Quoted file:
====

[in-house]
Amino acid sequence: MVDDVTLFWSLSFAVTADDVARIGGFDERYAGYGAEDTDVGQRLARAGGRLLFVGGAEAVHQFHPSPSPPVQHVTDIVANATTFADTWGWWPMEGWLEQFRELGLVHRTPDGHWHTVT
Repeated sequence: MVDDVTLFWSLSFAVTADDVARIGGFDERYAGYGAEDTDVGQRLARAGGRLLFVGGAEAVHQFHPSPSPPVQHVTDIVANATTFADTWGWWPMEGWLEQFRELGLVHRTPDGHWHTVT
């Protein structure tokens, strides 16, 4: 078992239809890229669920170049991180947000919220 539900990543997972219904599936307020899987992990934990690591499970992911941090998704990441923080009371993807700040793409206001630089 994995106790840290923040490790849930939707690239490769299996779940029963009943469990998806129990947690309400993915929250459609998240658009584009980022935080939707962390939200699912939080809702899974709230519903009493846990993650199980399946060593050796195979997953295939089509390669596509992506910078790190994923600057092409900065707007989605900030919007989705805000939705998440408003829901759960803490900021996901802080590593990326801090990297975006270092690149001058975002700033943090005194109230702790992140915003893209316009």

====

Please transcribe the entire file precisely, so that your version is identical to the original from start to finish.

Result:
[in-house]
Amino acid sequence: MVDDVTLFWSLSFAVTADDVARIGGFDERYAGYGAEDTDVGQRLARAGGRLLFVGGAEAVHQFHPSPSPPVQHVTDIVANATTFADTWGWWPMEGWLEQFRELGLVHRTPDGHWHTVT
Repeated sequence: MVDDVTLFWSLSFAVTADDVARIGGFDERYAGYGAEDTDVGQRLARAGGRLLFVGGAEAVHQFHPSPSPPVQHVTDIVANATTFADTWGWWPMEGWLEQFRELGLVHRTPDGHWHTVT
């Protein structure tokens, strides 16, 4: 078992239809890229669920170049991180947000919220 539900990543997972219904599936307020899987992990934990690591499970992911941090998704990441923080009371993807700040793409206001630089 994995106790840290923040490790849930939707690239490769299996779940029963009943469990998806129990947690309400993915929250459609998240658009584009980022935080939707962390939200699912939080809702899974709230519903009493846990993650199980399946060593050796195979997953295939089509390669596509992506910078790190994923600057092409900065707007989605900030919007989705805000939705998440408003829901759960803490900021996901802080590593990326801090990297975006270092690149001058975002700033943090005194109230702790992140915003893209316009």